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Let's Talk Littermate Syndrome

So, for those of you who don't know me, let me start off by telling you a little about my dogs, this then might explain why I am quite passionate about this topic.

I share my life with 12 working Siberian Huskies.

In this GORGEOUS picture to the right is a family unit. They are my dogs, the handsome black dog is my boy Newton who sired the litter and stood just behind him is Tesla my girl who gave birth to the 4 puppies you see in this picture and their 4 beautiful puppies!

Fast forward 3 years and I can report they are ALL still here with me. Yes I have all 4 littermates, BUT I also have a set of 2 sisters, I also have a brother and sister, so when it comes to littermates I have a few!

All of my dogs live indoors, they all have free roam of the house and gardens ( yes I clean a lot as I am quite house proud lol) they are not separated in any way and they get on!

It's actually VERY common in the sled dog world to breed and to keep numerous siblings from the litter, so as you can now hopefully see, when I hear "littermate syndrome" being quoted my hackles may go up a little :)

What is 'meant' by Littermate Syndrome?

Firstly the term in itself is a scientifically unproven label, it's often used to describe siblings from a litter who are raised together but don't get along. The 'syndrome' is credited back to the fact that the issues between the siblings are solely because they are littermates and there are no alternative causes for the "problem" behaviours.

True or false?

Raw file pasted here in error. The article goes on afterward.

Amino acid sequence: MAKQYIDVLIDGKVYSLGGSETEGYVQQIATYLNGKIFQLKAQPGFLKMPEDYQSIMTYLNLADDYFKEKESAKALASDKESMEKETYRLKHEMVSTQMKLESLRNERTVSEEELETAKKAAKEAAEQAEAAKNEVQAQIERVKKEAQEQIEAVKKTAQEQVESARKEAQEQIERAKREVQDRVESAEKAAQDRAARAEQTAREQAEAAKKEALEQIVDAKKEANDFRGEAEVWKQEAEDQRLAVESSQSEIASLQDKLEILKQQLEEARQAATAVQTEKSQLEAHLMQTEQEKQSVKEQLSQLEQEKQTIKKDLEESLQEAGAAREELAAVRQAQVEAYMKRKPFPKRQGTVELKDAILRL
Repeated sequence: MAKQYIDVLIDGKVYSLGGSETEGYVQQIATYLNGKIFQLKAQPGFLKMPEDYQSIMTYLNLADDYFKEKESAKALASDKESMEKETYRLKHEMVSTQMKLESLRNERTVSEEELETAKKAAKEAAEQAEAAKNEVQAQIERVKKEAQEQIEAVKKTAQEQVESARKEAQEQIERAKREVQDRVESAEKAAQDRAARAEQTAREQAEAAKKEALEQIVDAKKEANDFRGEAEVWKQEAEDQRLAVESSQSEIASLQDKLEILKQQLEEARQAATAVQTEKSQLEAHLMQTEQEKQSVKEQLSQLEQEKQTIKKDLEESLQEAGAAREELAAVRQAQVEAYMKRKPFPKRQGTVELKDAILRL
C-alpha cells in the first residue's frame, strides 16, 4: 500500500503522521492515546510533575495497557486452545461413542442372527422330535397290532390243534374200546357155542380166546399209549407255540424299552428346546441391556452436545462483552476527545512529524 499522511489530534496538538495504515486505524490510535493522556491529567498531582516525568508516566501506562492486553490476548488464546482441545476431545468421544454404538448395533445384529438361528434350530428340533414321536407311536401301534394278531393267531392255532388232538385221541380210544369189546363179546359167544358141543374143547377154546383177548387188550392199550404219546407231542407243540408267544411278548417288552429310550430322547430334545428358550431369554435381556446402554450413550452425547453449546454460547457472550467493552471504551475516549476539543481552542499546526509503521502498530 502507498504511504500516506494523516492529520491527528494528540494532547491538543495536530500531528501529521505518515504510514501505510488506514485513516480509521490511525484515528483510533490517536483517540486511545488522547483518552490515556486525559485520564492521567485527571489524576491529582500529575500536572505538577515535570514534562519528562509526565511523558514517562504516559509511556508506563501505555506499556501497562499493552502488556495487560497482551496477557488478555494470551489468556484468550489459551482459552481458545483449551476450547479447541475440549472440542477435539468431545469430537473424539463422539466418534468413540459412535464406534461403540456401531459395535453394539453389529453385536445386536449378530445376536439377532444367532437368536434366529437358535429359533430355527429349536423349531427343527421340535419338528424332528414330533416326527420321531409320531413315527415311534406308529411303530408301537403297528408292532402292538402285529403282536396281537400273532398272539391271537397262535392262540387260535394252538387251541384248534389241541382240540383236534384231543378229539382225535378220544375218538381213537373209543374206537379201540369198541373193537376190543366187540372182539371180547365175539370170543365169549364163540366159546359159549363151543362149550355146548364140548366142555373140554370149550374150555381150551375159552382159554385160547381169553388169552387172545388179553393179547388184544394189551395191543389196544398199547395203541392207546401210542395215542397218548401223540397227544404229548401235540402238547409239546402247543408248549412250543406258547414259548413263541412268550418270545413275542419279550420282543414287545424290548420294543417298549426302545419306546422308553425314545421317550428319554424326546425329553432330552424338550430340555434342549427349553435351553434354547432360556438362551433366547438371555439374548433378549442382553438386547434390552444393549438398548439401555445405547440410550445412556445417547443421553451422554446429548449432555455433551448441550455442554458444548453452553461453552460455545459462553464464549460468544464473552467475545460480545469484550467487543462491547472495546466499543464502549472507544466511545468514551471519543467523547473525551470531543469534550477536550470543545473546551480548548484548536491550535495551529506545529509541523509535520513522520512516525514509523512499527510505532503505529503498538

There is no scientific evidence to link littermates having a higher risk of behavioural issues towards each other more than 2 unrelated puppies raised together.

In my own personal experience, I have seen quite the opposite in fact, on a professional level I see many issues between non-related dogs more so than related, to be honest.

Instead of trying to label something as "it's because they are siblings" I think we would be much nearer the mark to look at other variants that might be causing or contributing to the dogs struggling to get along.

The only reason I would say that being from the same litter could cause problems is the genetics of the litter, if all suffered from aggression for example but even then, that isn't because they are siblings, they would likely clash with many dogs.

I think we would be much better off spending our time looking at the dogs as individuals and trying to understand what each individual dog is struggling with and why.

Very often, looking at if the environment, boredom, stressors, resources, owner responses and anxieties and so on are causing or contributing to the behaviours is likely to be more fruitful than simply putting it down to the fact they are siblings.

Sometimes, just like in life, we don't get on with the people we live with, whether they be family, a partner or friends, that's not uncommon!

What should we do?

Raising 2 puppies from the same litter can be tough going, and so behaviour that may be seen as difficult and frustrating for humans can potentially be more easily dismissed if we can blame it on a label. If you have dogs that are struggling, it is vital you don't punish them as this often leads to much bigger problems long term and certainly non of this outdated tosh of be more alpha and pack leader rubbish....just felt a little bit sick typing those words! Instead, reach out to a qualified and reputable professional who will do a full assessment of the situation and support you, no quick fixes or guarantees banded about to reel you in, just reputable, ethical, compassionate support.

So don't chalk behaviours up to a label that may totally misidentify what is really happening between your dogs, instead ensure you all get the help and guidance needed.

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